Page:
Passivhaus (Passive House) is often thought of as being “too expensive” for the mainstream. There are some designers and developers however who are managing to shave the capital cost premium down to just a few per cent – or even zero.
In researching this article for Passive House Plus I learned that the extra costs, where they are incurred, seem to derive from two main sources:
- Passivhaus components tend to be more expensive than the “conventional” alternatives – though this difference is diminishing all the time; and
- There is a “learning curve” in first (and probably second and third) Passivhauses for any team, where designers and contractors alike need to spend a bit longer working out how to co-ordinate their activities to ensure that details are buildable, and that built quality matches up to the standards sought.
The extra costs are mainly up-front; looked at over the building’s first decades of lifetime, running cost savings – including maintenance, and even cost associated with tenant dissatisfaction – start to pay back the initial investment.
Of course a key question is “costs compared to what?” – and as statutory building standards edge upwards, you might expect the “standard” and Passivhaus build costs to converge – thus, for example, mechanical ventilation is increasingly commonly installed in non-Passivhaus dwellings, simply because Part L of the building regulations is looking for more energy efficiency and hence higher airtightness.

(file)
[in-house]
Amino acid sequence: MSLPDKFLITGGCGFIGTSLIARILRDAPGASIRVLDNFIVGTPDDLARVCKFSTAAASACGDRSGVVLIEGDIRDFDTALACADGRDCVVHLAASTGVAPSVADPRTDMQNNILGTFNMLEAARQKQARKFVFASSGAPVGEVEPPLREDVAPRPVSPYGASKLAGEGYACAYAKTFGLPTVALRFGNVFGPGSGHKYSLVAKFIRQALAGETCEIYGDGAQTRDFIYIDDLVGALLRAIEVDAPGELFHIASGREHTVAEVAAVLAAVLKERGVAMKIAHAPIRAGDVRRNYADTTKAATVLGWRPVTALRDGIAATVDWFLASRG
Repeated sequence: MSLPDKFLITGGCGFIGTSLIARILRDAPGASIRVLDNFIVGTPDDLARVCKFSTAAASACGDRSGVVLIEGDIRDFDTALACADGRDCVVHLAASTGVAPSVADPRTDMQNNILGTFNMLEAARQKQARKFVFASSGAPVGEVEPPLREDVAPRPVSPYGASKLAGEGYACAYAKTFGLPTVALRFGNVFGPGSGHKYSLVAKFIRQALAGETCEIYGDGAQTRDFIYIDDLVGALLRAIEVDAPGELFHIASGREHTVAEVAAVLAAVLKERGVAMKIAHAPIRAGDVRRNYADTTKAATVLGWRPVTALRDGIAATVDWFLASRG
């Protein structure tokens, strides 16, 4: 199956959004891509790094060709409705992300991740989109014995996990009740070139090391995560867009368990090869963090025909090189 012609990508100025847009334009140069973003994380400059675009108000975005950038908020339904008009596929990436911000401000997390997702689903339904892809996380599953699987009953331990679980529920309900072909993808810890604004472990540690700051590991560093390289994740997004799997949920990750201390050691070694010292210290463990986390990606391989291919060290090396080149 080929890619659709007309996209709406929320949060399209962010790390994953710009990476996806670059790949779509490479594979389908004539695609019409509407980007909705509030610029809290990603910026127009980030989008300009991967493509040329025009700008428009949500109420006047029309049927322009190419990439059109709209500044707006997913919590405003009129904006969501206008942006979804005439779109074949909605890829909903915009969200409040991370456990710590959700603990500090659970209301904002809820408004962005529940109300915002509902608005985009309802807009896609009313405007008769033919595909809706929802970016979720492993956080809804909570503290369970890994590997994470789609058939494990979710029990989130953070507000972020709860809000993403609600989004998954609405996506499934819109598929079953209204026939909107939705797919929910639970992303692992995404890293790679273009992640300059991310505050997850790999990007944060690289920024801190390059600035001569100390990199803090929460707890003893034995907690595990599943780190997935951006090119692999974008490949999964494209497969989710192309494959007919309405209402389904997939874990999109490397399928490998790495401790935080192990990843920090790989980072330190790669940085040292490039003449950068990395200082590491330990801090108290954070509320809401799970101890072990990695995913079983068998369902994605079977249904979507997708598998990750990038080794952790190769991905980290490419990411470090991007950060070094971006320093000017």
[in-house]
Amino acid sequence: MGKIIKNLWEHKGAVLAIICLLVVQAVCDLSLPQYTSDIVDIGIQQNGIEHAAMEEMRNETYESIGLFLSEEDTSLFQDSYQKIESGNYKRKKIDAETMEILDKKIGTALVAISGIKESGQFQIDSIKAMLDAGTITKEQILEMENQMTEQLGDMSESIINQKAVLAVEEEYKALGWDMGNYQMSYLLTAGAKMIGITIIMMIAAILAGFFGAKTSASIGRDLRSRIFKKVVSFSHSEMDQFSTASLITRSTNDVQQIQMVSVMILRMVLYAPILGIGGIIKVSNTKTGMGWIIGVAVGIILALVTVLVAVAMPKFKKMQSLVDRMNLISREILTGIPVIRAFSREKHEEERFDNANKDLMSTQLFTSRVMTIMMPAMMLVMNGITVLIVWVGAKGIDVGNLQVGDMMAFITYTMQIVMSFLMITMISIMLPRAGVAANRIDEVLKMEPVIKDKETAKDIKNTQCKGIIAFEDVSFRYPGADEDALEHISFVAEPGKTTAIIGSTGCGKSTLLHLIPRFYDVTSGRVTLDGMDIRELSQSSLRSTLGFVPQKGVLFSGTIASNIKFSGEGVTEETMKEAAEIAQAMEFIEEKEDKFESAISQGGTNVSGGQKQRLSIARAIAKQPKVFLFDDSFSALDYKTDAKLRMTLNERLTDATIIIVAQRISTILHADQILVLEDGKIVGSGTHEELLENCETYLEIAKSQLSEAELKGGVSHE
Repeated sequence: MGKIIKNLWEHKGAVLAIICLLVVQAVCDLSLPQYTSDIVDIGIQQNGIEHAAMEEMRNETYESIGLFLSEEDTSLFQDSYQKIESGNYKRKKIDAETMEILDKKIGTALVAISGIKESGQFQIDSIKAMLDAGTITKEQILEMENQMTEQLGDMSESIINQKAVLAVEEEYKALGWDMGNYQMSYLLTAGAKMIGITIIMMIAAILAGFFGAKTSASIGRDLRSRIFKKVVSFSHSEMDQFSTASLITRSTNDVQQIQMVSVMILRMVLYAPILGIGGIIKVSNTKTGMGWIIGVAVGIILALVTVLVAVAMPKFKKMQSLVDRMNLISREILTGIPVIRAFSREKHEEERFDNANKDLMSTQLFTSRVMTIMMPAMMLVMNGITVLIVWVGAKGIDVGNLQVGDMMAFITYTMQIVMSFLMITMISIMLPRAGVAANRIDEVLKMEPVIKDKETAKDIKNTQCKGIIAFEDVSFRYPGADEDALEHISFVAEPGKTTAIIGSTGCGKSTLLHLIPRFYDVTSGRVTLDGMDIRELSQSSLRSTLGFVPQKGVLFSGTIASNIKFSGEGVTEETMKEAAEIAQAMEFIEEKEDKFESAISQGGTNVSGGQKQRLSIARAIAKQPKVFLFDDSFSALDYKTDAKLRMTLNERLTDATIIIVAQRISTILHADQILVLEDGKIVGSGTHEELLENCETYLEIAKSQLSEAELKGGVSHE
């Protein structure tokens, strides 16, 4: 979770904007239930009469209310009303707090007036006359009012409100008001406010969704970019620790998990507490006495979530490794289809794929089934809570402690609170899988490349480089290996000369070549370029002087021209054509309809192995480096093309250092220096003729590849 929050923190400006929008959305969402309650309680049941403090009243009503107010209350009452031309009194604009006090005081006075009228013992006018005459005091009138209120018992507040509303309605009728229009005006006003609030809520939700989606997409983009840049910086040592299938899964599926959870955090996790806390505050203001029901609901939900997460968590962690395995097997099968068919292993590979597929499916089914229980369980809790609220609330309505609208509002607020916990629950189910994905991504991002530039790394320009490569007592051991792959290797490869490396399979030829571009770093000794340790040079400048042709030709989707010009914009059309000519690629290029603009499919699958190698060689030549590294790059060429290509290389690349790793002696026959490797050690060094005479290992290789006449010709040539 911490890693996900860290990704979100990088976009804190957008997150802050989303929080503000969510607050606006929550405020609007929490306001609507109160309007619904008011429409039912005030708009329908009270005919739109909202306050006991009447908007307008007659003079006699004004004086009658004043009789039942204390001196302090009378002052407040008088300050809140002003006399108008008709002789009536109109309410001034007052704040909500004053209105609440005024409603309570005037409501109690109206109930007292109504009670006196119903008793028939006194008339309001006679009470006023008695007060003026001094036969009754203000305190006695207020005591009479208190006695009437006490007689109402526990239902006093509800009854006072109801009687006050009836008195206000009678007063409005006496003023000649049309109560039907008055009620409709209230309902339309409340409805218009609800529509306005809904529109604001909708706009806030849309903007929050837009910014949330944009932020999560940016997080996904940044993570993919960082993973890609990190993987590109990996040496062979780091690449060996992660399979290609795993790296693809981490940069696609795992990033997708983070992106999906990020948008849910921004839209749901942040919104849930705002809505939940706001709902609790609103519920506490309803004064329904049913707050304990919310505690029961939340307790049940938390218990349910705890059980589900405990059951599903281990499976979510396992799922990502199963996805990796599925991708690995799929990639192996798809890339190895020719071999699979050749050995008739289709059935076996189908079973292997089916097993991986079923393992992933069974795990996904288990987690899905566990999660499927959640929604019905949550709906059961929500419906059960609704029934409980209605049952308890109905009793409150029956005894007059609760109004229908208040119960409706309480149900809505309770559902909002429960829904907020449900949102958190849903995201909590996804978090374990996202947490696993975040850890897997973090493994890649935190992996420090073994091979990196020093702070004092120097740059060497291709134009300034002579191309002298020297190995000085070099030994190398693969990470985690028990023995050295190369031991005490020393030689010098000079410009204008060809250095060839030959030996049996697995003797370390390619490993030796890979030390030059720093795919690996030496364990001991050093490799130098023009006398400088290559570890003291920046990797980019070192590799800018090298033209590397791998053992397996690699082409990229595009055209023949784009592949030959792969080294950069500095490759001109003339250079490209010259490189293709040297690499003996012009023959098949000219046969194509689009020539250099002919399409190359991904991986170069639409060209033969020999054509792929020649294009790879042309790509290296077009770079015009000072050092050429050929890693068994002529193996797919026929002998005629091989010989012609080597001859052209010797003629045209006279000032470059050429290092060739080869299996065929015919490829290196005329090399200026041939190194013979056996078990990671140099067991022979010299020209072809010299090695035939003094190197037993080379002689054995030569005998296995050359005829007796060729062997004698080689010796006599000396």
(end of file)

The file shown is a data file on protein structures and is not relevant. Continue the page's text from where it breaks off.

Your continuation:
However, a couple of caveats:
- Mainstream dwellings built even to high notional standards may employ cheaper construction “models” with less quality control, and therefore, leave bigger performance gaps; and
- Passivhaus is offering more than just energy savings, it is also concerned with comfort and occupant health – something that has clear value, but is perhaps hard to price in the context of a shortish article.
I was particularly interested in the perspective from some of the people I spoke to, suggesting that insulation (literally!) of occupants from rising and unpredictable energy costs was not only attractive to owner-occupiers, it was also attractive to landlords and to lenders, as problems with soaring energy bills appear to be playing an increasing part in rent and mortgage arrears – making a Passivhaus building a better bet for investment.
Several people suggested to me that if building standards (and testing standards) were set higher, “levelling the playing field”, this would reduce the competitive advantage of low-efficiency, shoddy building – and with it, reduce the cold wind that whistles though the performance gap and straight into occupants’ wallets.
Unfortunately, to bring about this kind of improvement, I can’t help feeling big developers would have to devote less energy to lobbying for the status quo, and more to changing their modus operandi. But with the first record of a Passivhaus building (in Frankfurt) offering heat “too cheap to meter”, customers may yet demand the same here.
Read the article in pdf here: The cost of building passive
My thanks to Passive House Plus for the use of this document.